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2022 Ford Maverick 2.0L EcoBoost EPA Fuel Economy Ratings Revealed

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When the 2022 Ford Maverick was revealed, two numbers surrounding the all-new compact pickup stood out – its sub-$20k starting MSRP, and the base hybrid’s estimated city fuel economy rating of 40 miles-per-gallon. What we didn’t know, until now, is what sort of fuel economy to expect from Ford’s 2.0L EcoBoost I-4 in the new Maverick, however. But now, the EcoBoost-powered Maverick’s official EPA fuel economy ratings have been revealed, and they’re also quite impressive.

2022 Ford Maverick EPA Ratings
City Highway Combined
2022 Ford Maverick 2.0L EcoBoost I-4 FWD 23 MPG 30 MPG 26 MPG
2022 Ford Maverick 2.0L EcoBoost I-4 AWD 22 MPG 29 MPG 25 MPG

When equipped with the 2.0L EcoBoost I-4, the front-wheel drive 2022 Ford Maverick returns 23 miles-per-gallon in the city, 30 on the highway, and 26 combined. Opting for the all-wheel drive version of the compact pickup (the only combination available in Canada) costs a mere one mile-per-gallon across the board, as that configuration is rated at 22, 29, and 25 miles-per-gallon in the city, highway, and combined, respectively.

In the Maverick, the 2.0L EcoBoost powerplant is rated to produce 250 horsepower and 277 pound-feet of torque. The turbo-four is mated exclusively to Ford’s eight-speed automatic transmission. When equipped with the optional 4K Tow Package, the EcoBoost-powered Maverick can tow up to 4,000 pounds.

As Ford Authority exclusively reported last month, Ford will not be adding a base powertrain below the hybrid to the Maverick lineup. Regardless, the compact pickup is accomplishing Ford’s goal of attracting first-time truck buyers to the brand. The automaker also doesn’t believe that the Maverick will eat into Ford Ranger sales, as the latter is geared more toward off-road enthusiasts.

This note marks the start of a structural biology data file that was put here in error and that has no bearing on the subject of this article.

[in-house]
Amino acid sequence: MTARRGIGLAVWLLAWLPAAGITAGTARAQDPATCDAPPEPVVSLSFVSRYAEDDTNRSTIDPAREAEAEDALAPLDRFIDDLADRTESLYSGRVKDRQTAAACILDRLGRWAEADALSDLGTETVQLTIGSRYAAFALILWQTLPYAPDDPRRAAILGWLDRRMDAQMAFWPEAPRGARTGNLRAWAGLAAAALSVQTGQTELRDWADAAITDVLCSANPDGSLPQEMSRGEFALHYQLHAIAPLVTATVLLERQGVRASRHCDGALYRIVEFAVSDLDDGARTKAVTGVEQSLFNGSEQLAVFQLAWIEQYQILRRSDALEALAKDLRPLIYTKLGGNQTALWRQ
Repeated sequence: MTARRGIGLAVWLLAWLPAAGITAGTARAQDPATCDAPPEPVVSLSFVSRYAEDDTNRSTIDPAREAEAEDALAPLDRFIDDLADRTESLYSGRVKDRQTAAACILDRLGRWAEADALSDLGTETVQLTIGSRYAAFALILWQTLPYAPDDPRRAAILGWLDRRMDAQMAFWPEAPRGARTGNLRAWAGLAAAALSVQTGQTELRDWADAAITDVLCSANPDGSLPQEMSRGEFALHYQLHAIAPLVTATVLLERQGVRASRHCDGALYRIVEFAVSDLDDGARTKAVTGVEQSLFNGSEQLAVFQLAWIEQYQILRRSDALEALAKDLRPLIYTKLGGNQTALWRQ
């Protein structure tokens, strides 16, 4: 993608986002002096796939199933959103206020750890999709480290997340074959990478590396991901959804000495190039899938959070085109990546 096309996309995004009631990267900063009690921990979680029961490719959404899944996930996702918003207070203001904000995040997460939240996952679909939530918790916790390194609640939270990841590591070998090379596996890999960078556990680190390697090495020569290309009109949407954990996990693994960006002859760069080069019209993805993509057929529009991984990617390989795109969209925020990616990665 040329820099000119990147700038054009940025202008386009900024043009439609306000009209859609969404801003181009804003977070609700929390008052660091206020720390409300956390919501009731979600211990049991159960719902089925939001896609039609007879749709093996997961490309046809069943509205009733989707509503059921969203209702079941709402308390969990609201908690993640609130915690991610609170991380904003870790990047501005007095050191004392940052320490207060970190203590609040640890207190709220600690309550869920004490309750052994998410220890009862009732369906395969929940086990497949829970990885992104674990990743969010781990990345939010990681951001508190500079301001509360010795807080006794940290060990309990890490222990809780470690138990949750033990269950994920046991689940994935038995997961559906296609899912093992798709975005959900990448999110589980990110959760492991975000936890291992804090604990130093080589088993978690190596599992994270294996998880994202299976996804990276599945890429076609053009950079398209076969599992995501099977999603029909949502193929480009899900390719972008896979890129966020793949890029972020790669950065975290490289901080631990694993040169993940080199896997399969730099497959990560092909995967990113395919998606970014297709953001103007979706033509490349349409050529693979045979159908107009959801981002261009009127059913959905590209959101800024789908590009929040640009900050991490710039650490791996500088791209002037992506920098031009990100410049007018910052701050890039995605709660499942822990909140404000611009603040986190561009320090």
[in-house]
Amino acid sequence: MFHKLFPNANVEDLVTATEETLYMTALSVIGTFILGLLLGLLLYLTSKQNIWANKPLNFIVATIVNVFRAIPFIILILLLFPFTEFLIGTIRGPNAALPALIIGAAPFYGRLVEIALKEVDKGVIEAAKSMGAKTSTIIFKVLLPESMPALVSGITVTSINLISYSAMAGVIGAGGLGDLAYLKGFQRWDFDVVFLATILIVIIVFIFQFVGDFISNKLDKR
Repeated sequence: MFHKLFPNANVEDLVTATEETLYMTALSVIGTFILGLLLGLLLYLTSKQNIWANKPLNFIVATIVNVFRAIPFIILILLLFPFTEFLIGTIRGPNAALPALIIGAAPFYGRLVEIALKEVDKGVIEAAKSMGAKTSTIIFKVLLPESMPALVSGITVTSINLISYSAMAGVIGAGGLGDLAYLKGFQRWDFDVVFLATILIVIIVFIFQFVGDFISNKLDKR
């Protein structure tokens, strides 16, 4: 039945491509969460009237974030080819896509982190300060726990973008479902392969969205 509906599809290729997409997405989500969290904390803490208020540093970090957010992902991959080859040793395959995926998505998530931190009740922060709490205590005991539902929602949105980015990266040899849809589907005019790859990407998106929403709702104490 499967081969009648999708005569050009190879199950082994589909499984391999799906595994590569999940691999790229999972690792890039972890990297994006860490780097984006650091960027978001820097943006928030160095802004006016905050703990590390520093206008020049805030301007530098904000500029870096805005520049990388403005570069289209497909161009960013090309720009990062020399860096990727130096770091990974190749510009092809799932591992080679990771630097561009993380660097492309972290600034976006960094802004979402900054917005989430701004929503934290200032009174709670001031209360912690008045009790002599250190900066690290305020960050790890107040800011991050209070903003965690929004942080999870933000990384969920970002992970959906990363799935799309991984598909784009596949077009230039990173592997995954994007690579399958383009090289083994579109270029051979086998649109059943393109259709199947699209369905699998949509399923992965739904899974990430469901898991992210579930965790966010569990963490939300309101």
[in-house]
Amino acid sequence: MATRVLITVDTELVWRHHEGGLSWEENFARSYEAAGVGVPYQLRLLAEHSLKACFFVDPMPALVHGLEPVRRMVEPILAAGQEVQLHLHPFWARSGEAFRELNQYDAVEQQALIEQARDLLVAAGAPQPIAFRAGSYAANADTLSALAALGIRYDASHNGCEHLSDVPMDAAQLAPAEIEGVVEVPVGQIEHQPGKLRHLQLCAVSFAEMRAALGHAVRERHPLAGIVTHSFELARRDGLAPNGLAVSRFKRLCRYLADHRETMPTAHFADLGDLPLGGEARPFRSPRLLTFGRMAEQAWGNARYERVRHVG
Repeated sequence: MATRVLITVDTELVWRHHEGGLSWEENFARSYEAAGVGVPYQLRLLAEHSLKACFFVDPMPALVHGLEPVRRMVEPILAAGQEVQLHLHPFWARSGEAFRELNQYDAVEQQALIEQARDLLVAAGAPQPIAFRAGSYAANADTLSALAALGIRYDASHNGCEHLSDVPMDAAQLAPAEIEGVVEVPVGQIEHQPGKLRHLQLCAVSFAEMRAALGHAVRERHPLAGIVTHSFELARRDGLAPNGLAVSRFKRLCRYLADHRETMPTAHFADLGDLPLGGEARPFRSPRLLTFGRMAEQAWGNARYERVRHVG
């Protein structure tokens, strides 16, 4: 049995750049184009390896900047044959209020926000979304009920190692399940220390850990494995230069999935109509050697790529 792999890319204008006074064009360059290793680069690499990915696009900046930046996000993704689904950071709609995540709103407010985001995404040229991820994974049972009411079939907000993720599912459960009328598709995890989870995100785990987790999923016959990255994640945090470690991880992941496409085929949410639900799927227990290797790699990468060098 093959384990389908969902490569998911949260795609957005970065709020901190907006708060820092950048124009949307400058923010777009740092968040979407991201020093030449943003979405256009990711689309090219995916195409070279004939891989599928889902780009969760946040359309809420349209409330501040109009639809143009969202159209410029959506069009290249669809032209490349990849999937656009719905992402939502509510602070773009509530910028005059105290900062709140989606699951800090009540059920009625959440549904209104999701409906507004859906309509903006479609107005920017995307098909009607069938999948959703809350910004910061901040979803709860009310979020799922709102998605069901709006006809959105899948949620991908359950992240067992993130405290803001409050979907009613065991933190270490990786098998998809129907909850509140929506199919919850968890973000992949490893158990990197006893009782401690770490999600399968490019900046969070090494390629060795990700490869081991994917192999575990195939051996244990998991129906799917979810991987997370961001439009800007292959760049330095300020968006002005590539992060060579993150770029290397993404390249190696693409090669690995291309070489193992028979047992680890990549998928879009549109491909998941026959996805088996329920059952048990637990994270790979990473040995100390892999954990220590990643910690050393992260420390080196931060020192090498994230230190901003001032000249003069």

After racking up over 100,000 reservations for the new model, Ford Maverick production is officially underway at the Ford Hermosillo Assembly Plant, as Ford Authority reported earlier this month.

We’ll have much more on the new Maverick very soon, so be sure and subscribe to Ford Authority for more Ford Maverick news and around-the-clock Ford news coverage.

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Brett's lost track of all the Fords he's owned over the years and how much he's spent modifying them, but his current money pits include an S550 Mustang and 13th gen F-150.

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Comments

  1. David Dickinson

    The little truck that could. Well done.

    Reply
    1. Roy Chile’s

      22, 29, 25 combine I’ll take mines with AWD ST hell add a 6spd tranny and have a lot of fun with the little truck

      Reply
  2. GH

    Hope they do a plug-in version of the hybrid

    Reply
    1. Mike Parnell

      I am waiting to test drive and possibly buy an Escape PHEV, but by the time I can, I am hoping they will announce that the Maverick will be be offered as a PHEV, and so much for the Escape PHEV. But I am sure they will not, and steal sales from the Escape.

      Reply
    2. geemy

      yep I think every hybrid should be plugin. if it has a power train that can drive electric only at least at. it’s speeds means you can get some electric range even if it’s short. even if it’s not the case you’ll still get better mileage by recharging the battery every day. if the battery can charge from regen, adding an AC DC converter is not a big deal. I guess it’s about marketing and not jeopardizing more profitable vehicles

      Reply
  3. NCEcoBoost

    Pretty good for a pickup, but, seeing that Ford thinks that the Maverick will appeal to most former Ford sedan owners, it’s pretty bad. Especially to those that owned or own Fiestas or Focuses. I own a Fusion and have absolutely no interest in a pickup of any flavor.